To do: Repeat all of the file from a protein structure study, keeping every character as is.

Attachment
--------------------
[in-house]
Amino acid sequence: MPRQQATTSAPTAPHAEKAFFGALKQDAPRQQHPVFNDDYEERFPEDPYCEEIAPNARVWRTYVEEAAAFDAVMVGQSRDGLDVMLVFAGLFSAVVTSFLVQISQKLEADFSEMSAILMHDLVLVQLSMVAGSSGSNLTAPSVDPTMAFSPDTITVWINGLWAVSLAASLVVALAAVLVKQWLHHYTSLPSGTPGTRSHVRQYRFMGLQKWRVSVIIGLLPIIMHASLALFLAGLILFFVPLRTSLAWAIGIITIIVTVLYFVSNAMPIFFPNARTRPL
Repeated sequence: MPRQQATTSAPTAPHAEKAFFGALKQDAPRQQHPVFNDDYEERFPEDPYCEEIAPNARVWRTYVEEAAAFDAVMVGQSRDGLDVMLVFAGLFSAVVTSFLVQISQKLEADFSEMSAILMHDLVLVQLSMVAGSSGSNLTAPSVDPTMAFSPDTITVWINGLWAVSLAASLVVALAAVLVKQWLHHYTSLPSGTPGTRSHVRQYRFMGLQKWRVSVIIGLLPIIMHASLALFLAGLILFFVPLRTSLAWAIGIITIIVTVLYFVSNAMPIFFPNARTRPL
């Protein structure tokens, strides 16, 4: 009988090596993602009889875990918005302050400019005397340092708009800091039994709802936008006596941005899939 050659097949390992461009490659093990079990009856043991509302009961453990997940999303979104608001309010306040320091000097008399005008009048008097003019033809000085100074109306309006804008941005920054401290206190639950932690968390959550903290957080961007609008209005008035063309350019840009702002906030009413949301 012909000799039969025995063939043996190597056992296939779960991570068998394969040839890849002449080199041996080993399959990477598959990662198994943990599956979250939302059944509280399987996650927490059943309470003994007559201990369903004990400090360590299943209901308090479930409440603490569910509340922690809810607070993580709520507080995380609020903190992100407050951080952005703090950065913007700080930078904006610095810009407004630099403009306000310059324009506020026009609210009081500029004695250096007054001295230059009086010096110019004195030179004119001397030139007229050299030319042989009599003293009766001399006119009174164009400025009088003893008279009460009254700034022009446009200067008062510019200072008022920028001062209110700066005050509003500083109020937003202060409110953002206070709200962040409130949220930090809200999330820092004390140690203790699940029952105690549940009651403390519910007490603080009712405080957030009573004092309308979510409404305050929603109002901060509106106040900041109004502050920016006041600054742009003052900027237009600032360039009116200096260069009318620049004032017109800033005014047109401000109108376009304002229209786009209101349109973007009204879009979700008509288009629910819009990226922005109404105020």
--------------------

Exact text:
[in-house]
Amino acid sequence: MPRQQATTSAPTAPHAEKAFFGALKQDAPRQQHPVFNDDYEERFPEDPYCEEIAPNARVWRTYVEEAAAFDAVMVGQSRDGLDVMLVFAGLFSAVVTSFLVQISQKLEADFSEMSAILMHDLVLVQLSMVAGSSGSNLTAPSVDPTMAFSPDTITVWINGLWAVSLAASLVVALAAVLVKQWLHHYTSLPSGTPGTRSHVRQYRFMGLQKWRVSVIIGLLPIIMHASLALFLAGLILFFVPLRTSLAWAIGIITIIVTVLYFVSNAMPIFFPNARTRPL
Repeated sequence: MPRQQATTSAPTAPHAEKAFFGALKQDAPRQQHPVFNDDYEERFPEDPYCEEIAPNARVWRTYVEEAAAFDAVMVGQSRDGLDVMLVFAGLFSAVVTSFLVQISQKLEADFSEMSAILMHDLVLVQLSMVAGSSGSNLTAPSVDPTMAFSPDTITVWINGLWAVSLAASLVVALAAVLVKQWLHHYTSLPSGTPGTRSHVRQYRFMGLQKWRVSVIIGLLPIIMHASLALFLAGLILFFVPLRTSLAWAIGIITIIVTVLYFVSNAMPIFFPNARTRPL
């Protein structure tokens, strides 16, 4: 009988090596993602009889875990918005302050400019005397340092708009800091039994709802936008006596941005899939 050659097949390992461009490659093990079990009856043991509302009961453990997940999303979104608001309010306040320091000097008399005008009048008097003019033809000085100074109306309006804008941005920054401290206190639950932690968390959550903290957080961007609008209005008035063309350019840009702002906030009413949301 012909000799039969025995063939043996190597056992296939779960991570068998394969040839890849002449080199041996080993399959990477598959990662198994943990599956979250939302059944509280399987996650927490059943309470003994007559201990369903004990400090360590299943209901308090479930409440603490569910509340922690809810607070993580709520507080995380609020903190992100407050951080952005703090950065913007700080930078904006610095810009407004630099403009306000310059324009506020026009609210009081500029004695250096007054001295230059009086010096110019004195030179004119001397030139007229050299030319042989009599003293009766001399006119009174164009400025009088003893008279009460009254700034022009446009200067008062510019200072008022920028001062209110700066005050509003500083109020937003202060409110953002206070709200962040409130949220930090809200999330820092004390140690203790699940029952105690549940009651403390519910007490603080009712405080957030009573004092309308979510409404305050929603109002901060509106106040900041109004502050920016006041600054742009003052900027237009600032360039009116200096260069009318620049004032017109800033005014047109401000109108376009304002229209786009209101349109973007009204879009979700008509288009629910819009990226922005109404105020």